SRINAGAR, Jammu and Kashmir
Bird watchers in Indian-administered Jammu and Kashmir have reported a decline in the number of migratory birds citing depleting wetlands.
The magnificent lakes and picturesque wetlands lying along the floodplains of River Jhelum in the region have been hosting waterfowls besides winged visitors that start arriving in Kashmir towards the mid of October from Siberia, China, Central Asia, Japan, and other countries in the northern hemisphere.
Reyan Sofi, a 25-year-old birdwatcher who has documented 272 migratory species since 2014, said many species are skipping to visit the region due to the bad health of wetlands.
“Many birds like Smew ducks and graylag goose are not coming because of the deterioration of our wetlands,” he told Anadolu Agency coinciding the World Wetlands Day, which is being observed on Wednesday.
“I think more than one million birds used to visit Hokersar every year as it was their resting ground. But due to the dredging of the wetland, large portions of the wetland have dried up,” said Sofi.
He said this year only 200,000 birds have visited the wetland which amounts to a decline of 60%.
Sofi has now formed a team of youngsters to rejuvenate the habitat of migratory birds in the Hokersar wetland.
“We are trying our bit so that birds can return,” said Sofi.
Living in the vicinity of one of the beautiful wetlands called Hokersar also known as Queens Wetland of Kashmir, Sofi said that at night a large number of birds used to sit on the rooftops of many houses producing a beautiful sound that was very soothing.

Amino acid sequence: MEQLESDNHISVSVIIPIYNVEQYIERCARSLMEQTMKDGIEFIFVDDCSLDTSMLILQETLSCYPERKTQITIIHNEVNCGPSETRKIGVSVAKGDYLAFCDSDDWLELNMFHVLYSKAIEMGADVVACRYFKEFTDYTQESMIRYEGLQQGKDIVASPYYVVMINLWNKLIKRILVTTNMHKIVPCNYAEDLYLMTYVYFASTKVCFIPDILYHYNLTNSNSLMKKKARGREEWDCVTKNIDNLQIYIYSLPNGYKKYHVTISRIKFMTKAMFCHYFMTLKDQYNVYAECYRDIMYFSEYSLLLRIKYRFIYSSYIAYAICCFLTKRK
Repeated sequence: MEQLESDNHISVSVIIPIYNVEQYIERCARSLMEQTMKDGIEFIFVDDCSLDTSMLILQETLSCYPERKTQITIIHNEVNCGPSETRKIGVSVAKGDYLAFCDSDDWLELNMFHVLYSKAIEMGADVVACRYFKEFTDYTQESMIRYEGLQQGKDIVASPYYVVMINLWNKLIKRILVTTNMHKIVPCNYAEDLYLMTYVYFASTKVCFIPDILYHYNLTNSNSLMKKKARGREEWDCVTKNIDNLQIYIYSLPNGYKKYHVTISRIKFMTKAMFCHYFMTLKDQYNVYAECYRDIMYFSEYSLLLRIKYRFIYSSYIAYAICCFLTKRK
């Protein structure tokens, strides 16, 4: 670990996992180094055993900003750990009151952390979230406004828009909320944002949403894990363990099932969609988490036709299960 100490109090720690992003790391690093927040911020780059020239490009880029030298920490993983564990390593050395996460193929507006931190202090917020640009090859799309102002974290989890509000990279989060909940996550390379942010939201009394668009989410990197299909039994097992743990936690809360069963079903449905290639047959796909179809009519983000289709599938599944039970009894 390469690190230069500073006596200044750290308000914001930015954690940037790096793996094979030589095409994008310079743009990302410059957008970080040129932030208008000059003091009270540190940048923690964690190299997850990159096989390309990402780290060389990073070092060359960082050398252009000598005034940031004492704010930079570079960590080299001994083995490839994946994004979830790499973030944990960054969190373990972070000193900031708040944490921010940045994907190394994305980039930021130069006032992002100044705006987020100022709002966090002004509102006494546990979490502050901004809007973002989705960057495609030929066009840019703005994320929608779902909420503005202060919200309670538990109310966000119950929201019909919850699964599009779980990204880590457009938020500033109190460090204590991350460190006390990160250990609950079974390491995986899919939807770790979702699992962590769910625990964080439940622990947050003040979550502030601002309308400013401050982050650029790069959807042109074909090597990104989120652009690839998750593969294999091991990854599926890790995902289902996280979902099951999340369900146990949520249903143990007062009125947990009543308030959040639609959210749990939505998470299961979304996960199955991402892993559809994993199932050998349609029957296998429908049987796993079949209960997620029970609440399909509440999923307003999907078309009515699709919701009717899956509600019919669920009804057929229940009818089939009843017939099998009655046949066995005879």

No more chirping sounds
He recalled that in 2014, as a teenager, he was fascinated by the sound of chirping of birds that came flocking from different parts of the world.
“The sound was so soothing that you wanted to hear it all the time but now there is no such sound,” Sofi said.
Hokersar wetland (also known as Hokera), 10 kilometers (6.2 miles) northwest of capital Srinagar, is included in the Ramsar Convention, an intergovernmental treaty that provides the framework for the conservation of wetlands.
According to conservationists, the wetland has been seriously degraded over the years after under the flood management program, intended to protect nearby Srinagar city, the earth dredged out from rivers and canals is being dumped in the wetland.
According to local authorities, the region hosts 1,230 wetlands. But according to conservationists most of them have been encroached and polluted.
In 2018, the High Court stressed the implementation of the Wetlands Conservation and Management rules that included the creation of a Wetland Authority to attend to the health of wetlands.
Huge level of unawareness
Shafkat Nazir, a lawyer and one of the members of the environmental policy group, told Anadolu Agency that nothing can move without prompt government action despite directions from the court.
“Here some wetlands have been converted into full-fledged colonies and government has extended civic and other facilities to such colonies thereby sort of regularizing them. Nothing can be more ironical than this,” he said.
Sofi said in the past many people were earning livelihood by catching fish from the Hokersar wetland. But due to heavy siltation and loss of water, the fish have also abandoned the lake. The fish was also an important source of food for migratory birds.
Atufa Regu, a scholar specializing in climate change issues, said there is a huge level of unawareness and mismanagement at an administrative level to attend to environmental issues.
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